Don't ever fix a bug

November 03, 2012

We’ll start by a basic definition of a bug.

A software bug is an error, flaw, mistake, failure, or fault in a computer program or system that produces an incorrect or unexpected result, or causes it to behave in unintended ways.

What generally causes a bug

In my opinion bugs are caused by complexity, complicated code that hasn’t been designed effectively to make it as simple as possible.

There are code smells that you can tell simply by looking at code to know that it is complex and will potentially be bug prone.

  • Long methods (methods with 20+ lines of code)
  • Long classes with more than a couple of hundred lines of code
  • Many nested control structures
  • In JavaScript particularly code that has many nested callbacks

Don’t take it for granted that these things ensure you will have code ridelled with bugs, but in my experience, the likely hood is high.

What does a bug fix look like

In most cases especially dealing with the type of code mentioned above, a bug fix is generally adding more control structures or input checks–this is not necessarily a bad thing if these checks were missing in the first place.

However, if we already had the appropriate checks for input coming from users or third parties and the bug came from within our own application, a bug fix often leads to more complexity and longer methods.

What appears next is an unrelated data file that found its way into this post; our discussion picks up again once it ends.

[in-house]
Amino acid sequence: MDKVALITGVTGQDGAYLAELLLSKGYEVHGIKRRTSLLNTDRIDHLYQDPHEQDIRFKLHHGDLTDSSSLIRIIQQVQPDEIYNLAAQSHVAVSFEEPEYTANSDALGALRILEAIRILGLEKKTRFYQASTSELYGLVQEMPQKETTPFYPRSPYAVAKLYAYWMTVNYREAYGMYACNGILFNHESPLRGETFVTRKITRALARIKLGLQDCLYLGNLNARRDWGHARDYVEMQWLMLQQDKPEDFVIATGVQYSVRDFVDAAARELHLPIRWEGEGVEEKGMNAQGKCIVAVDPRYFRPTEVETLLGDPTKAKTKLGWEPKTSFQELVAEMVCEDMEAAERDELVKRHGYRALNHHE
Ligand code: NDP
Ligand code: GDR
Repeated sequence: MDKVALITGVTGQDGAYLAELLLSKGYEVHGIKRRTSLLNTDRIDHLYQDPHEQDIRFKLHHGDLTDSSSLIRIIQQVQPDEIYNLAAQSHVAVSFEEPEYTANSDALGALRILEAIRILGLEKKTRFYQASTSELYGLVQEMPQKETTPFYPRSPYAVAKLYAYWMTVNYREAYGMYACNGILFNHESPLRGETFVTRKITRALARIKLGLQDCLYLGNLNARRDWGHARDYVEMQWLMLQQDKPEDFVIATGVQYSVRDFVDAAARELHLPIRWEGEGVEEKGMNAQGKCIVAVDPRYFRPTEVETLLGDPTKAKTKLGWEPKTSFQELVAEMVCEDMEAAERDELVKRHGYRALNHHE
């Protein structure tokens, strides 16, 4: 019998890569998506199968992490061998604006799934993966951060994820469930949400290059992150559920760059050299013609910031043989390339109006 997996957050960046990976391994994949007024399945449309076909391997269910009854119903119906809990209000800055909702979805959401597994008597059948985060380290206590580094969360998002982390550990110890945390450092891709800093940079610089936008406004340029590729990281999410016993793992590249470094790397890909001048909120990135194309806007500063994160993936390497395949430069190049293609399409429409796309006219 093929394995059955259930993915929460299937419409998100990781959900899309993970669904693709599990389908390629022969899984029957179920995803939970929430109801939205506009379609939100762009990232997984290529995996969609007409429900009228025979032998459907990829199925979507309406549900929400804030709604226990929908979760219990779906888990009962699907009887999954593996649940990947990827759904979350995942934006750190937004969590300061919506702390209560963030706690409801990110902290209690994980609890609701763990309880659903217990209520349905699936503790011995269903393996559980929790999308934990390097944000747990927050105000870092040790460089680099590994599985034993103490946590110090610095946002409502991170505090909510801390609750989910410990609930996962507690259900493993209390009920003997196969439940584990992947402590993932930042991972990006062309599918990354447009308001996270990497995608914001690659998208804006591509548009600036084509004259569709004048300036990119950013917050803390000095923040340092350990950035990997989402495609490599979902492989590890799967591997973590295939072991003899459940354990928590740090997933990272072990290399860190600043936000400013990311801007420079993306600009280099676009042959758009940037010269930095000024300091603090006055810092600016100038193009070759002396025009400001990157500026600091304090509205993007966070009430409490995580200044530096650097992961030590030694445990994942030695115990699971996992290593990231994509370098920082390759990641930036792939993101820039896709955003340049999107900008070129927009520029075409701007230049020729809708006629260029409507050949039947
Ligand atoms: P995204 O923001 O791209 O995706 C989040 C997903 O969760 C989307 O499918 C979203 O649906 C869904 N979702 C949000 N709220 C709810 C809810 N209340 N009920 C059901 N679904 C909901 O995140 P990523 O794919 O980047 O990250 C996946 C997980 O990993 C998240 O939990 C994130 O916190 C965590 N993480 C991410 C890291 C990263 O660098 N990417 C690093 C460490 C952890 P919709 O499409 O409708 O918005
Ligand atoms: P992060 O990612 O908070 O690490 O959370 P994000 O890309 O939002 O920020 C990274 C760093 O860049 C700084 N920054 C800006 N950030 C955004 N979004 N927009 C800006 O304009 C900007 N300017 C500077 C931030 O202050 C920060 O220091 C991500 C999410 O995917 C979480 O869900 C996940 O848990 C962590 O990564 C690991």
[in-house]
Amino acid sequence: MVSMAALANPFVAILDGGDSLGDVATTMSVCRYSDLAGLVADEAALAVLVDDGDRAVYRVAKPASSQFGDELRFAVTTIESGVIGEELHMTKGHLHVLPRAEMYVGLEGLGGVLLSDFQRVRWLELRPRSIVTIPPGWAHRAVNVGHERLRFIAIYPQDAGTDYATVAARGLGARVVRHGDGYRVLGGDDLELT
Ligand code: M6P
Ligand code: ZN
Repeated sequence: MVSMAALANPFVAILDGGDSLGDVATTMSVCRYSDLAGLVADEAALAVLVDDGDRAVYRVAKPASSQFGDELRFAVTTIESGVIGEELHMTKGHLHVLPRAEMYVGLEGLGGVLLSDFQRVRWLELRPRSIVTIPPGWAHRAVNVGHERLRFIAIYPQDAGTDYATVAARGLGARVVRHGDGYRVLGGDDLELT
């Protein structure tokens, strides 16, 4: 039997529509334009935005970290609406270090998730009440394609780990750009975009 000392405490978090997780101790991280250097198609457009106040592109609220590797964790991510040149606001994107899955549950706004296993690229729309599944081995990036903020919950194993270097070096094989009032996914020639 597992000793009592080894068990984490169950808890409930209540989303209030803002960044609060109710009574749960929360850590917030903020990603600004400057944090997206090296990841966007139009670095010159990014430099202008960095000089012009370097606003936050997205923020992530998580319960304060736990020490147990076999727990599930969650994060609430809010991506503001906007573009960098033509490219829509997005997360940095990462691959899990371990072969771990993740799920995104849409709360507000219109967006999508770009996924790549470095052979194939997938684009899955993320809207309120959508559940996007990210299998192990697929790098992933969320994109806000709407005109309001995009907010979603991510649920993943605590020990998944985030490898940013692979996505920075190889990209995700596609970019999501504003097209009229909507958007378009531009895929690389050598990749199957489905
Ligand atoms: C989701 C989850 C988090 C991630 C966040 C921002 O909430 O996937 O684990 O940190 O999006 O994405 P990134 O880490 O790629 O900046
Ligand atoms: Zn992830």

Under the pressures of delivering, we often succome to this kind of fix, a temporary hack around the real problem. Now that we know what the real problem is (ineffective design) we can approach it in a different way.

What is the alternative

The alternative that I personally propose is refactoring. Patching up bugs will only get you so far and the likelyhood it will lead to more issues is high. Don’t ever fix a bug, refactor it out.

Simplicity is the goal, taking complicated problems and coming up with simple, well-composed solutions, taking code as mentioned above with long methods and lots of controls structures and simplifying it. The goal:

  • Short methods that do one thing and one thing only
  • Well composed classes that deal with one concern
  • Simple control structures
  • And in JavaScript, not having deeply nested callbacks

I personally practise TDD and find that it helps to drive the design of the code you write, to have well composed short methods, especially because you think a lot more about the design of the code up front, and thinking about writing a test focusses you on solving a single problem at a time.

I know TDD isn’t for everyone, but I’d really encourage you to try it if you haven’t and give it a couple of weeks to enlighten you, regardless, I hope you can see the benefits in refactoring bugs away.


Pete Hawkins

Hey 👋 I’m Pete a web developer, who loves to ship products and build cool things with React and React Native.
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